• Farmers must use certified seed from varieties listed in the EU Common Variety Catalog of Agricultural Plant Species. There are 75 different varieties of hemp registered in this catalogue.

EU countries may decide to grant, under certain conditions, associated voluntary support (VCS) to farmers who grow hemp. VCS for hemp is currently implemented in France, Poland and Romania. Hemp growers can also benefit from support implemented through rural development measures available under the second pillar of the CAP. The relevant types of support are designed to facilitate investments, knowledge building, business start-ups, innovation, supply chain organization, organic farming, environmental protection and climate action.

Expert committees and groups
O committee for the common organization of agricultural markets it meets regularly to discuss issues such as developments in market prices, production and trade in the EU and third countries. The Committee also assists the Commission in adopting implementing acts.

O civil dialogue group on arable crops covering the cotton, flax and hemp sectors allows the Commission to maintain a regular dialogue with interested parties on all issues related to fiber crops, including hemp.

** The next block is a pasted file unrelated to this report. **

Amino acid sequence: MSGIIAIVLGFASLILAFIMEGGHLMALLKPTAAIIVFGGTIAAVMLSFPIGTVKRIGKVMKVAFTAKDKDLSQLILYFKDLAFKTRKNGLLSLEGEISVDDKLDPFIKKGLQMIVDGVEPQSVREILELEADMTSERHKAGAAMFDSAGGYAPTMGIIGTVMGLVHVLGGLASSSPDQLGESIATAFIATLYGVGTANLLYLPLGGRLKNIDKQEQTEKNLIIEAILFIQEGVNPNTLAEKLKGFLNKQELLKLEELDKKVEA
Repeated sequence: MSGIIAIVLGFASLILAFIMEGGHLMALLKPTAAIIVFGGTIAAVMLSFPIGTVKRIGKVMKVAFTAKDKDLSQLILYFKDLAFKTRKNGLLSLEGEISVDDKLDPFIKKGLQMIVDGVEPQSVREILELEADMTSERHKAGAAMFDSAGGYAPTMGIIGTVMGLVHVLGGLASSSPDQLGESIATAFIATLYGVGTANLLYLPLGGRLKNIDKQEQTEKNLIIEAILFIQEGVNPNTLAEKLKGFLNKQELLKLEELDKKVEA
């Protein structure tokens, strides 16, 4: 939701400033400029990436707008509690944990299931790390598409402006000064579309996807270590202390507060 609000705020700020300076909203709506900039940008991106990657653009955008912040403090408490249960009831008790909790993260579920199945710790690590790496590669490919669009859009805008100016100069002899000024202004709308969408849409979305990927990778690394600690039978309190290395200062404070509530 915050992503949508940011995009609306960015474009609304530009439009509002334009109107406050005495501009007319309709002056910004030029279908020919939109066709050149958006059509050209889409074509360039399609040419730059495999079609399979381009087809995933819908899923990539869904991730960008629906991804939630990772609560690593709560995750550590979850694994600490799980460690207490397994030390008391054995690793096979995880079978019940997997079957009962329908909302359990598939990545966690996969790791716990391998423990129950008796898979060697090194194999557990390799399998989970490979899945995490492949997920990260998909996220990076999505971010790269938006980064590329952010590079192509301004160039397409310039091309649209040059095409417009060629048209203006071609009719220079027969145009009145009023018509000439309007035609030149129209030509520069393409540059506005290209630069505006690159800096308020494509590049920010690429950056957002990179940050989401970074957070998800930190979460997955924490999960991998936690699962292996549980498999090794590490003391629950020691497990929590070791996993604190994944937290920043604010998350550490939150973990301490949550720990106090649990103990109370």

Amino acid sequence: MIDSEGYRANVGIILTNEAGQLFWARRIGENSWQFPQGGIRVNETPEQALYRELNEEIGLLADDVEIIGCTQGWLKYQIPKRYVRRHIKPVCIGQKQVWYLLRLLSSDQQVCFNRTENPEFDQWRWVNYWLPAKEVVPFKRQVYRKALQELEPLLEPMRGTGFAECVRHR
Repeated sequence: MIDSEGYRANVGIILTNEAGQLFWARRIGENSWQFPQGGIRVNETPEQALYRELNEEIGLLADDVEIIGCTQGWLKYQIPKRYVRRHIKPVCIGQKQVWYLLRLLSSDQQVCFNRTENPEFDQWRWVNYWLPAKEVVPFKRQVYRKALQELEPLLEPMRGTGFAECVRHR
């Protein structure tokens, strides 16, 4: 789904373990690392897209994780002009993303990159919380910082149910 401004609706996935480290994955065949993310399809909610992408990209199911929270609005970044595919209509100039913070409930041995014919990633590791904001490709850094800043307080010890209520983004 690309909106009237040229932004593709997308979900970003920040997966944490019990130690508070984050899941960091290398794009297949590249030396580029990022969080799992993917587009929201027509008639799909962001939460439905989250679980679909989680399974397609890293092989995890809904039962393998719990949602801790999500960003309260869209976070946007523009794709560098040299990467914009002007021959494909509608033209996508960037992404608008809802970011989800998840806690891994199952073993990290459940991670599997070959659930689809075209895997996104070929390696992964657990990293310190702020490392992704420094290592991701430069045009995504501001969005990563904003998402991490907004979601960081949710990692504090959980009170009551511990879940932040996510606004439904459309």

Legal Basis

EU Regulation 1307/2013 – laying down rules for direct payments to farmers under support schemes under the common agricultural policy.

EU Regulation 1308/2013 – establishing a common organization of the market in agricultural products.

EU Delegated Regulation 639/2014 – which establishes the requirement to use certified seeds of varieties listed in the 'Common Catalog of Varieties of Agricultural Plant Species'

EU Implementing Regulation 809/2014 – which establishes control measures and specific methods to determine the levels of tetrahydrocannabinol in hemp.

EU Delegated Regulation 2016/1237 e EU Implementing Regulation 2016/1239 – laying down the rules for import licenses for hemp.

EU Implementing Regulation 2016/1239 – laying down rules for the application of the EU Regulation 1308/2013 of the European Parliament and of the Council with regard to the system of import and export licences.

Council Directive 2002/53 / EC – in the common catalog of varieties of agricultural plant species.

Council Directive 2002/57 / EC – on the marketing of oilseed and fiber plant seeds.

Council Decision 2003/17/EC – on the equivalence of field inspections carried out in third countries on seed-producing crops and on the equivalence of seed produced in third countries.

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[Disclaimer: Please note that this text was originally written in Portuguese and is translated into English and other languages ​​using an automatic translator. Some words may differ from the original and typos or errors may occur in other languages.]